💡 2. Be emotionally prepared that things will not go as planned.

There will be some downsides that just needed to be overcome. I’ve heard great advice from the Director of Product Management at Oracle, who told me that inexperienced people (like me!) can overreact to some problems and make them bigger than they actually are. Once you build more products, you can see these problems as little bumps on the road. They are not as catastrophic as you think. In reality, you are progressing even if you are failing. The only thing to understand is why you failed and enhance that.

Emotions in product development are super important. They doesn’t have to reflect reality. Your feelings doesn't have to reflect the reality.

💡 3. See challenges as learning opportunities.

It is easy to say and hard to do. If we look at things this way, this gives us a lot of confidence in experimenting. We were not afraid to fail because we knew that we were still learning. Also, it was emotionally easier to overcome the downsides and some problems during the way.

Let’s grow!

Once we overcame the first camp, we wanted to grow and took it a little seriously. I created a video from the camp, we had tons of photos and also got great feedback - from both the parents and the children. We knew we could build upon that.

We wanted to have 3 children’s camps with 30 kids in each. To reach that number we started to cooperate with some sales companies. Long story short - it didn’t work and they brought us 0 kids. And yes, it was frustrating.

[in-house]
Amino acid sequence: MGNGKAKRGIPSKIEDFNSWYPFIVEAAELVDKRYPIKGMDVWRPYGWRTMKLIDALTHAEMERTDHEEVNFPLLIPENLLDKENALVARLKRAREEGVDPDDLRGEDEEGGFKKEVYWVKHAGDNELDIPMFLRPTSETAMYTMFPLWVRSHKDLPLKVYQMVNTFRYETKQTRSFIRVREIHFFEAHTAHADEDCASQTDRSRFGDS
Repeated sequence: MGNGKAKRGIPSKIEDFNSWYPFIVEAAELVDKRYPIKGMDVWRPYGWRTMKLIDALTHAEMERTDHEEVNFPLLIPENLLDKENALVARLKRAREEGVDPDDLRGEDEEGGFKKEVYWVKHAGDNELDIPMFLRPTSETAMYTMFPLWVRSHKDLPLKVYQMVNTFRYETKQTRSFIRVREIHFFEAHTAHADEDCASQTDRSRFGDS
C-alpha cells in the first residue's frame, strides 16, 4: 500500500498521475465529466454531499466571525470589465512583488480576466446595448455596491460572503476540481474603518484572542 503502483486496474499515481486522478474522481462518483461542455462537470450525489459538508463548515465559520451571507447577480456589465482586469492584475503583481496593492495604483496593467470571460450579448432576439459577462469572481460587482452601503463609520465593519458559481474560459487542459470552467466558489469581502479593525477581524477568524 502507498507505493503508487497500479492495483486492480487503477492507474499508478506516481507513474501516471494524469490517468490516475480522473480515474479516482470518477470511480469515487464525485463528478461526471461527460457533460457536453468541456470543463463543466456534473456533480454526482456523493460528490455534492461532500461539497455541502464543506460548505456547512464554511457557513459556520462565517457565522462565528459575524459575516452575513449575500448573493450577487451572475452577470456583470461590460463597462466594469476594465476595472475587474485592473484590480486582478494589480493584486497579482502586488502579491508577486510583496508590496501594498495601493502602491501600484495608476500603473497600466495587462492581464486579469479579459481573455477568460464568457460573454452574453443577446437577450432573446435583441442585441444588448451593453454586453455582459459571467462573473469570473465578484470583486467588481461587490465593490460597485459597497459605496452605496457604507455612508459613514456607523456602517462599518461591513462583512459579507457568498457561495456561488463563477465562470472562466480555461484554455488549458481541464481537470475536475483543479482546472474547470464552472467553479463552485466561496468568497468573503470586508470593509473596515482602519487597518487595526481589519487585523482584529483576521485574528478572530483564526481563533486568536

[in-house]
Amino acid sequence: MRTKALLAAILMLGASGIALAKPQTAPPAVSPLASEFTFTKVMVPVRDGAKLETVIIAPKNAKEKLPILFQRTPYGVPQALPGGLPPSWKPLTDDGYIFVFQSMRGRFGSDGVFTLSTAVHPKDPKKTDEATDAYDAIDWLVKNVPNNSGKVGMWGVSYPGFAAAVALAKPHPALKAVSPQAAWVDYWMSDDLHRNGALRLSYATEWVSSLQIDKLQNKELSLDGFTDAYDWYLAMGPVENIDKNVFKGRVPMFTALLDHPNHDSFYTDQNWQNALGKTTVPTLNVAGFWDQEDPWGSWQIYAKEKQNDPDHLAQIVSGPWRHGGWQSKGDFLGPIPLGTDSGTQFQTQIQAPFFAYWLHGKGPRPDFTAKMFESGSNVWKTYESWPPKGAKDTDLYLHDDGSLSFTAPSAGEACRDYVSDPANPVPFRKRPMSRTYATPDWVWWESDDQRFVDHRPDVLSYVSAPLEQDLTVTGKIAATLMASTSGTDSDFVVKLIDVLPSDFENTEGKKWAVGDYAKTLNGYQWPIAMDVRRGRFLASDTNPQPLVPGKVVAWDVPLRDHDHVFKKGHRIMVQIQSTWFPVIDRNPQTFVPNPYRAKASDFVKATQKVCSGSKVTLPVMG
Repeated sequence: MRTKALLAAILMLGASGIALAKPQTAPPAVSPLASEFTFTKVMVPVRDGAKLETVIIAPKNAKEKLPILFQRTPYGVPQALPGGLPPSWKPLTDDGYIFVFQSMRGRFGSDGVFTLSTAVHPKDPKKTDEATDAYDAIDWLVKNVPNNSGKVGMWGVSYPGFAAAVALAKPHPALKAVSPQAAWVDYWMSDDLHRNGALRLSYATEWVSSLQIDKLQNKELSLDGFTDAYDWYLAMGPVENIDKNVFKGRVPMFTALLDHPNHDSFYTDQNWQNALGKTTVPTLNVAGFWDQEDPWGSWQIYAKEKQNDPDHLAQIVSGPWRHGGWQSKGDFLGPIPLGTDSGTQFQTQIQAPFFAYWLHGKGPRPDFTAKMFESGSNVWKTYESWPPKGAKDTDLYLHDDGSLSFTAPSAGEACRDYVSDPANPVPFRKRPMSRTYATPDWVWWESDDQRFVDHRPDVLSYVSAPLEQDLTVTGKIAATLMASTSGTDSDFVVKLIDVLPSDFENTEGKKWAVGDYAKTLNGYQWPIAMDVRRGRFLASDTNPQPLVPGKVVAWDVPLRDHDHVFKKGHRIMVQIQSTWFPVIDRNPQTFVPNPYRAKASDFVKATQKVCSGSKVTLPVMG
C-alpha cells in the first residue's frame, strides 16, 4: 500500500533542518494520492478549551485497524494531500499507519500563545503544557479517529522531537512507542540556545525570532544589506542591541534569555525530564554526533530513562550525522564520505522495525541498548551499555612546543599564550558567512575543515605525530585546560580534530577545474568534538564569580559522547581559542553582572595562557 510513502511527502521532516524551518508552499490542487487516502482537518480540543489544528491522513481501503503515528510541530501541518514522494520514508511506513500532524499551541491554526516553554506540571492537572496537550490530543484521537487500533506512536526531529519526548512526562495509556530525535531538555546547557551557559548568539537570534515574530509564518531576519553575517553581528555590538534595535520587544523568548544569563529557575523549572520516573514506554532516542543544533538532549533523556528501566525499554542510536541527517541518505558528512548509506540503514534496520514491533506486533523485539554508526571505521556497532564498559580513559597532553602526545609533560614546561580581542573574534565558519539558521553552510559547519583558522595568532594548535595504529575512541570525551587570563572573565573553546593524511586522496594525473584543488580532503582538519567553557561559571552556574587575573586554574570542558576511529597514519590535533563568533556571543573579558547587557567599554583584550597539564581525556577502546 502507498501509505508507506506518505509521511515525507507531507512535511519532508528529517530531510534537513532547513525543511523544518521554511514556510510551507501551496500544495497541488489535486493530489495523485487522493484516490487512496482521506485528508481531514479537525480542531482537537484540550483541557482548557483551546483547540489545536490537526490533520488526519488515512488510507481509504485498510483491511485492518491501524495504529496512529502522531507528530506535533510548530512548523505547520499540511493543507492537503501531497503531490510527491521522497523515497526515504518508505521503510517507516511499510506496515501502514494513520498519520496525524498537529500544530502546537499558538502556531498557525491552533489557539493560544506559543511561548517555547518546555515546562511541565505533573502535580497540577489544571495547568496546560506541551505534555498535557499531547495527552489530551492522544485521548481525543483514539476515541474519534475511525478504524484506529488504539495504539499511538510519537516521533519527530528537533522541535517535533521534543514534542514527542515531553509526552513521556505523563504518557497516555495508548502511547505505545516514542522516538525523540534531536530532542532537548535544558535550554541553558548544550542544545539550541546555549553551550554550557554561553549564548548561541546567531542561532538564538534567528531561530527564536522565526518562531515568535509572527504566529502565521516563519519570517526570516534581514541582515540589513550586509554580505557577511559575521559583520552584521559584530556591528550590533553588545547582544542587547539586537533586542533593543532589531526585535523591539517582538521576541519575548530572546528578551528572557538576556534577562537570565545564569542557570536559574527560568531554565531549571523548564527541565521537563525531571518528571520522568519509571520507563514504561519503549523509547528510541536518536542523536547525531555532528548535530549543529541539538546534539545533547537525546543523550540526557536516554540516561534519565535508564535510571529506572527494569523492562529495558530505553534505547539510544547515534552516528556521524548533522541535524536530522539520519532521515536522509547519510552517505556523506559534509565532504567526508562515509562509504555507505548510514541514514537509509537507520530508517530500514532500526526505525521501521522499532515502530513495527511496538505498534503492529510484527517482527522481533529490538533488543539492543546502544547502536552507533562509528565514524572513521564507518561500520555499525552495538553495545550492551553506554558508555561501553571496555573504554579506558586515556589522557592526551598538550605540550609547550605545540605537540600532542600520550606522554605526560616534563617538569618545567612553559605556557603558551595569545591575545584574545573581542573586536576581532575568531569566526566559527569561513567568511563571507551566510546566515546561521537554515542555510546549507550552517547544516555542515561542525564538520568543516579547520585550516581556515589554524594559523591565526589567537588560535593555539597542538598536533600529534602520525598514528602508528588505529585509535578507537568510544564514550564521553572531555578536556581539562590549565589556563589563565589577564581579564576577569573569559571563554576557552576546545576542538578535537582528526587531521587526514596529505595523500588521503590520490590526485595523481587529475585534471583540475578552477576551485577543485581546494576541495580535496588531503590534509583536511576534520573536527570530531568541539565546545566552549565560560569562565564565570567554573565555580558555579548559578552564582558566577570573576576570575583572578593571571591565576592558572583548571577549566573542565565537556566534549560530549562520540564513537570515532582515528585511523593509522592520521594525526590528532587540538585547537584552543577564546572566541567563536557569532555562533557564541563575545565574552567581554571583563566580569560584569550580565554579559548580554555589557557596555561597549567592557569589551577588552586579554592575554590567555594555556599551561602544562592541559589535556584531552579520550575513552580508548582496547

Then we started to advertise the camp on discount portals. One of them bankrupted and we didn’t receive any money. But another brought us tens of people, but with one hook. These people got big discounts and they were more demanding than people who paid the full price. Some of them were hard to please and without a shadow of a doubt we tried everything. After this experience, we never advertised our camp on discount portals. Instead we gave discounts for loyalty.

After months of hustling, we got 60 kids, 3 rounds with 20 kids in each. To be honest, after those three weeks, we were quite exhausted. It even created some tensions between us - co-organizers. But we overcame them and thanks to that we now have better relationships.

Lessons learned from the growth period

💡 4. Divide the responsibilities based on our interests and strengths

Crucial for us, in this turbulent period, was to divide the responsibilities based on our interests and strengths. Everybody did everything. This wasn’t scalable. On the other hand, we knew how to do things and when anyone needed help, we just helped him/her. This was great because we could overcome problems together.

💡 5. We understood that we had 2 target audiences - users and customers.

The customers were the parents who had some motivation to put their children to camp. Then we had the users of the camp, who were children. Both of these groups needed to be treated differently. Parents need to be sure that their children would be safe, that they would not be hungry, bored or disinterested in the program. Then the children just wanted to have fun and play with other kids. Communicating value to these groups is totally different. Your customers and users who don’t have to be the same person.

💡 6. We knew our limits.